AT&T is paying the Federal Communications Commission a $5.25 million fine to settle an investigation into a pair of 2017 outages that blocked over 15,000 people from making 911 calls.
According to the FCC [PDF], during a five hour outage on March 8, 2017, 12,600 unique users across the United States saw their emergency 911 calls fail, while during a 47 minute outage on May 1, 2017, 2,600 users had 911 calls fail.
The outages, which impacted AT&T’s Voice over LTE network used by many modern smartphones, were caused by planned network changes that were implemented on those days that inadvertently interfered with the routing of 911 calls.
During the March outage, the FCC says that AT&T also failed to “quickly, clearly, and fully notify” affected 911 call centers. These kinds of outages are “unacceptable” and according to the FCC, carriers have a responsibility to both prevent outages and in the event of an outage, notify call centers immediately.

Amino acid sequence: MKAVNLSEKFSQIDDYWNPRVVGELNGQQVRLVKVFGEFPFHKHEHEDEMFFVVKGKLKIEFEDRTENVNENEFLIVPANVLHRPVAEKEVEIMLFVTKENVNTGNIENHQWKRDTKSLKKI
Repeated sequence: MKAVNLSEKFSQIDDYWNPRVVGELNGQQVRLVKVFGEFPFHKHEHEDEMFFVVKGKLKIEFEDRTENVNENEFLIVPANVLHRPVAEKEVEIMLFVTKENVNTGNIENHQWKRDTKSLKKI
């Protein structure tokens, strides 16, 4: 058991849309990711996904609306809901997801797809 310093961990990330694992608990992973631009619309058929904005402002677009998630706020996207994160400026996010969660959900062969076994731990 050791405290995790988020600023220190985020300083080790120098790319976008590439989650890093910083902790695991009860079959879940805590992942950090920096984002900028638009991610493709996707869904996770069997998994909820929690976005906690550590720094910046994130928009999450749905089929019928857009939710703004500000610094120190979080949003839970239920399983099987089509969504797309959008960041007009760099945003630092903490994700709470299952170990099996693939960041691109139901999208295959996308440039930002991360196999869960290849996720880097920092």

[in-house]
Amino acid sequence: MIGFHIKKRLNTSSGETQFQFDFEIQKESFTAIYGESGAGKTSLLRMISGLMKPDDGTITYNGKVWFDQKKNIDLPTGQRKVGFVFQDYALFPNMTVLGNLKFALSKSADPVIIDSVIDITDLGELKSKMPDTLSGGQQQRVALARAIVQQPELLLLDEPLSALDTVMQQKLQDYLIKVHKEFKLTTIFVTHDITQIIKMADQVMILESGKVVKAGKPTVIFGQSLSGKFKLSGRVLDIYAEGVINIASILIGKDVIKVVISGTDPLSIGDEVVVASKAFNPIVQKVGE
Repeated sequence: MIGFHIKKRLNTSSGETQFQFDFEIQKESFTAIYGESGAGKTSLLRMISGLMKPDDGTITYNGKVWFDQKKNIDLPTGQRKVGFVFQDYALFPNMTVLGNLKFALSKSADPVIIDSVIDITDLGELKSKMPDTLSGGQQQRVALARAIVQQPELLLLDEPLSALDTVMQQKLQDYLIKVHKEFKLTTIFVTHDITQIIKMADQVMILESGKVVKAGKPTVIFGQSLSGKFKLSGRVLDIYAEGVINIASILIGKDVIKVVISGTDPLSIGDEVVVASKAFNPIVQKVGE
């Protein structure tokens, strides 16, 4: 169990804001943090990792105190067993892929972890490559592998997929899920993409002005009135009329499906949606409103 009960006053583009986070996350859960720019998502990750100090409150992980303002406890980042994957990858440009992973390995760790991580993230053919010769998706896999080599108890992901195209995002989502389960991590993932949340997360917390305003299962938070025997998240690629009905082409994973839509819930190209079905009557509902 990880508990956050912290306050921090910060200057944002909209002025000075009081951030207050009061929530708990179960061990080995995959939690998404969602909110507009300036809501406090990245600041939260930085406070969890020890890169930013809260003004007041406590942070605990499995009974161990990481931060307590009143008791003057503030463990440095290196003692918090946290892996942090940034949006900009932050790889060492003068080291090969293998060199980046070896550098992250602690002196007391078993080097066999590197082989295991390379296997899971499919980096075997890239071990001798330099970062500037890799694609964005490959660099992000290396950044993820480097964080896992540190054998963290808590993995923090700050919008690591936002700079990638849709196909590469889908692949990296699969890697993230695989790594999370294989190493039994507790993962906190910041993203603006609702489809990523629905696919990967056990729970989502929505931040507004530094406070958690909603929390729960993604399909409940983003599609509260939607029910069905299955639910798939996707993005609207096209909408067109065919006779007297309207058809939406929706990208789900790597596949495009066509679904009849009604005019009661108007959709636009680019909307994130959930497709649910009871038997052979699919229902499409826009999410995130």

Such preventable outages are unacceptable. Robust and reliable 911 service is a national priority, as repeatedly expressed by both Congress and the Commission. Carriers have a responsibility to both prevent outages and, if they do take place, quickly inform the Commission and affected 911 call centers. FCC rules mandate that mobile phone service providers “transmit all wireless 911 calls” and inform 911 call centers of any 911 network outage that lasts 30 minutes or more.
In addition to paying a $5.25 million fine to end the investigation, AT&T is also required to implement “proactive system changes” to reduce the likelihood and impact of future 911 outages, improve its processes for notifying 911 call centers of future outages, ensure reliable 911 call completion, and file regular compliance reports with the FCC.
Discuss this article in our forums